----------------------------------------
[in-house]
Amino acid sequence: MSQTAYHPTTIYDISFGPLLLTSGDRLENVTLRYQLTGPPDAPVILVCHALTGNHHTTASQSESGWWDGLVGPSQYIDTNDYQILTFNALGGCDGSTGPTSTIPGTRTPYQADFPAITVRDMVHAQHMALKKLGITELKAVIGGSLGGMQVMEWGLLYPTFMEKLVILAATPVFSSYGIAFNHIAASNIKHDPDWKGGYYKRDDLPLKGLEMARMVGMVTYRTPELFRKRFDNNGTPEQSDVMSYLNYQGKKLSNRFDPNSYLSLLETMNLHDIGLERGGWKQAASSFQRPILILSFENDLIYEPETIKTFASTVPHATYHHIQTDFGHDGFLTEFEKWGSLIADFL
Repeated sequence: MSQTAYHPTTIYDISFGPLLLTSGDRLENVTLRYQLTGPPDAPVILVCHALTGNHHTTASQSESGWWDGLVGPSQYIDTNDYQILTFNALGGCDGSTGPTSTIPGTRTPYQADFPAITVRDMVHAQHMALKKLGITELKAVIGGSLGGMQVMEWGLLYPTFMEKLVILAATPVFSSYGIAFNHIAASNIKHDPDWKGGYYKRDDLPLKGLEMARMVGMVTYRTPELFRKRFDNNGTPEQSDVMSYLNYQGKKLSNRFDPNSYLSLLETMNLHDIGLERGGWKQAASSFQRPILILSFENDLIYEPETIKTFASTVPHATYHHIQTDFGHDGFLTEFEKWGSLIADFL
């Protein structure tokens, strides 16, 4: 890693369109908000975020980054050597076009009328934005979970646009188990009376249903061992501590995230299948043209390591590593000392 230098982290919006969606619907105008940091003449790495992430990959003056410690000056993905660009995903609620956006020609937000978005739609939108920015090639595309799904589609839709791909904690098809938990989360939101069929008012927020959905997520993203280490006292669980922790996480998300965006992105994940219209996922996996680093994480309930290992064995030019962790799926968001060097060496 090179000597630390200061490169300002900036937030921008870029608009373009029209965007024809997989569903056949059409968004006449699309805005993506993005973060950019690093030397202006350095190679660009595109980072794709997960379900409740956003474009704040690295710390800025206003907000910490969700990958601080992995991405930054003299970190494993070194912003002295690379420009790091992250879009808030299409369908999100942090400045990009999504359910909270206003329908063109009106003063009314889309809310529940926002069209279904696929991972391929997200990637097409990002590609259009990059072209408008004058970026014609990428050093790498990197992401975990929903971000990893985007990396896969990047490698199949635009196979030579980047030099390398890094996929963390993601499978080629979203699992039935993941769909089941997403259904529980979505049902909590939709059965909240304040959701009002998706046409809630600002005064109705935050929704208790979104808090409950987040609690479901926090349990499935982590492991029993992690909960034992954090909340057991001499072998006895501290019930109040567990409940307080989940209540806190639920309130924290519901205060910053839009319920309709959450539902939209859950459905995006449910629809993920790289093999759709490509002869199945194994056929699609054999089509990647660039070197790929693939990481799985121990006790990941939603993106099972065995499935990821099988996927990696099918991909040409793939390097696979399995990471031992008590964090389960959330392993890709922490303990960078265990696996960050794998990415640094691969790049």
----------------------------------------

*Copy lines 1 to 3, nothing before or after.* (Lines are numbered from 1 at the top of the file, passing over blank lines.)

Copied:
[in-house]
Amino acid sequence: MSQTAYHPTTIYDISFGPLLLTSGDRLENVTLRYQLTGPPDAPVILVCHALTGNHHTTASQSESGWWDGLVGPSQYIDTNDYQILTFNALGGCDGSTGPTSTIPGTRTPYQADFPAITVRDMVHAQHMALKKLGITELKAVIGGSLGGMQVMEWGLLYPTFMEKLVILAATPVFSSYGIAFNHIAASNIKHDPDWKGGYYKRDDLPLKGLEMARMVGMVTYRTPELFRKRFDNNGTPEQSDVMSYLNYQGKKLSNRFDPNSYLSLLETMNLHDIGLERGGWKQAASSFQRPILILSFENDLIYEPETIKTFASTVPHATYHHIQTDFGHDGFLTEFEKWGSLIADFL
Repeated sequence: MSQTAYHPTTIYDISFGPLLLTSGDRLENVTLRYQLTGPPDAPVILVCHALTGNHHTTASQSESGWWDGLVGPSQYIDTNDYQILTFNALGGCDGSTGPTSTIPGTRTPYQADFPAITVRDMVHAQHMALKKLGITELKAVIGGSLGGMQVMEWGLLYPTFMEKLVILAATPVFSSYGIAFNHIAASNIKHDPDWKGGYYKRDDLPLKGLEMARMVGMVTYRTPELFRKRFDNNGTPEQSDVMSYLNYQGKKLSNRFDPNSYLSLLETMNLHDIGLERGGWKQAASSFQRPILILSFENDLIYEPETIKTFASTVPHATYHHIQTDFGHDGFLTEFEKWGSLIADFL